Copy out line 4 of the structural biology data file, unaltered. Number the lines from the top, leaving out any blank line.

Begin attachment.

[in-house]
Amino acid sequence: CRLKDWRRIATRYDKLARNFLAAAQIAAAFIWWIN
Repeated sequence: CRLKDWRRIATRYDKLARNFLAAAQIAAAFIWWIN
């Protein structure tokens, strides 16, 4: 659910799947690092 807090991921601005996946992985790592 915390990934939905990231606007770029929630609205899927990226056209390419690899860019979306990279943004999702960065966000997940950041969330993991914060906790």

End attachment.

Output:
């Protein structure tokens, strides 16, 4: 659910799947690092 807090991921601005996946992985790592 915390990934939905990231606007770029929630609205899927990226056209390419690899860019979306990279943004999702960065966000997940950041969330993991914060906790």